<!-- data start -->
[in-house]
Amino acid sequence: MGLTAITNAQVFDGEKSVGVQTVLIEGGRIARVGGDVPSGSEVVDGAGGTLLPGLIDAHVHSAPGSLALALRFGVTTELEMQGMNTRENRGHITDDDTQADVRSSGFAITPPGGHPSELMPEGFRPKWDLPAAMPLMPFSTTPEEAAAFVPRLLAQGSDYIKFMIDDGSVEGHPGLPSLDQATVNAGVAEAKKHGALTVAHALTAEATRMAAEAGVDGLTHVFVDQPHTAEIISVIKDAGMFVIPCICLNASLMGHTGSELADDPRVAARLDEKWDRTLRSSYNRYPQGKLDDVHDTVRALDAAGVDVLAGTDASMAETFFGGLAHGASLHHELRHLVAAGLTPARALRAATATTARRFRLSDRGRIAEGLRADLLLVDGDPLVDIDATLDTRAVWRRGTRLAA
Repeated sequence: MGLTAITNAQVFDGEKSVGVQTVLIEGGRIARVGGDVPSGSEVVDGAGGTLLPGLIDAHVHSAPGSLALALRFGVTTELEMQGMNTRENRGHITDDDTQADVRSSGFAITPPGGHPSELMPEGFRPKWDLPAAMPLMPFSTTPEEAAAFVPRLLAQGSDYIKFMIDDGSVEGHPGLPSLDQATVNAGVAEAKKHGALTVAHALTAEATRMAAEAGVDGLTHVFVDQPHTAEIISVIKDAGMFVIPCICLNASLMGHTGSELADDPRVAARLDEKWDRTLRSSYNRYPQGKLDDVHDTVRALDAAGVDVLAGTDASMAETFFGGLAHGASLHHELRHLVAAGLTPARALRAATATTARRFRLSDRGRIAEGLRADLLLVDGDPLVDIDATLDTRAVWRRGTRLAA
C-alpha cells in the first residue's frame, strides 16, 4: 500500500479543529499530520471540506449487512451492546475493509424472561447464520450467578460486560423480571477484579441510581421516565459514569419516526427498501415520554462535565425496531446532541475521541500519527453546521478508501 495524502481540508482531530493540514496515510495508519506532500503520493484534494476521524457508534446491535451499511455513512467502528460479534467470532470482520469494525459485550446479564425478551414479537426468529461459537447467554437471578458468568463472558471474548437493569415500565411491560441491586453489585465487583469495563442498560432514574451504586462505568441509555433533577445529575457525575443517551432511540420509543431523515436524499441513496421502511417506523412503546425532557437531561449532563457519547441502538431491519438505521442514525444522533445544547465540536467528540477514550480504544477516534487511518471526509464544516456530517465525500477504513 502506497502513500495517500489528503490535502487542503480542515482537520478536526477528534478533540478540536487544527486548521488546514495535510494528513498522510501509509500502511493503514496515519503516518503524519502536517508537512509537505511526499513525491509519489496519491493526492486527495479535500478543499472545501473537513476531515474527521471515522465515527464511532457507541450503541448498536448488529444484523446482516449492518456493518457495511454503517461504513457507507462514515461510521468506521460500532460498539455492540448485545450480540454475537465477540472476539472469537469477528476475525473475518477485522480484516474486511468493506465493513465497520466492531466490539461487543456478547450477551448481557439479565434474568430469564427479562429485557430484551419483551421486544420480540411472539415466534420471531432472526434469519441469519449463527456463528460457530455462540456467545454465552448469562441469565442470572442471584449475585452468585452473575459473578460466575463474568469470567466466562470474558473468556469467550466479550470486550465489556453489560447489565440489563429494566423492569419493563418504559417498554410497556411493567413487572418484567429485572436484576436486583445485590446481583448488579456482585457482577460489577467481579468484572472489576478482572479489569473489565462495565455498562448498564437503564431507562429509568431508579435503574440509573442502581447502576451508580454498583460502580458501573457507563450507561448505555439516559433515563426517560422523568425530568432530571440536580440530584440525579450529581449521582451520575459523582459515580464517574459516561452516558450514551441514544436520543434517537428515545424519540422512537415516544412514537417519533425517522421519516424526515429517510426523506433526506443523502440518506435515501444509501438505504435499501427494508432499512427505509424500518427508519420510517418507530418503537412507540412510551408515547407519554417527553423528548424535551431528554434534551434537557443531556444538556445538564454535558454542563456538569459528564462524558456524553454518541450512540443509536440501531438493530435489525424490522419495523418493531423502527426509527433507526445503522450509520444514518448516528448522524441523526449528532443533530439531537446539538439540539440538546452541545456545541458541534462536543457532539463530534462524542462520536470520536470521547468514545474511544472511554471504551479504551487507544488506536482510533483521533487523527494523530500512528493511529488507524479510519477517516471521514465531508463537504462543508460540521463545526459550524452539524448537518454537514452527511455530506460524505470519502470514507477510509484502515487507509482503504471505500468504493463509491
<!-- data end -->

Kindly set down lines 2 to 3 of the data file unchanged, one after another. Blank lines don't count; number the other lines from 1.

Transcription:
Amino acid sequence: MGLTAITNAQVFDGEKSVGVQTVLIEGGRIARVGGDVPSGSEVVDGAGGTLLPGLIDAHVHSAPGSLALALRFGVTTELEMQGMNTRENRGHITDDDTQADVRSSGFAITPPGGHPSELMPEGFRPKWDLPAAMPLMPFSTTPEEAAAFVPRLLAQGSDYIKFMIDDGSVEGHPGLPSLDQATVNAGVAEAKKHGALTVAHALTAEATRMAAEAGVDGLTHVFVDQPHTAEIISVIKDAGMFVIPCICLNASLMGHTGSELADDPRVAARLDEKWDRTLRSSYNRYPQGKLDDVHDTVRALDAAGVDVLAGTDASMAETFFGGLAHGASLHHELRHLVAAGLTPARALRAATATTARRFRLSDRGRIAEGLRADLLLVDGDPLVDIDATLDTRAVWRRGTRLAA
Repeated sequence: MGLTAITNAQVFDGEKSVGVQTVLIEGGRIARVGGDVPSGSEVVDGAGGTLLPGLIDAHVHSAPGSLALALRFGVTTELEMQGMNTRENRGHITDDDTQADVRSSGFAITPPGGHPSELMPEGFRPKWDLPAAMPLMPFSTTPEEAAAFVPRLLAQGSDYIKFMIDDGSVEGHPGLPSLDQATVNAGVAEAKKHGALTVAHALTAEATRMAAEAGVDGLTHVFVDQPHTAEIISVIKDAGMFVIPCICLNASLMGHTGSELADDPRVAARLDEKWDRTLRSSYNRYPQGKLDDVHDTVRALDAAGVDVLAGTDASMAETFFGGLAHGASLHHELRHLVAAGLTPARALRAATATTARRFRLSDRGRIAEGLRADLLLVDGDPLVDIDATLDTRAVWRRGTRLAA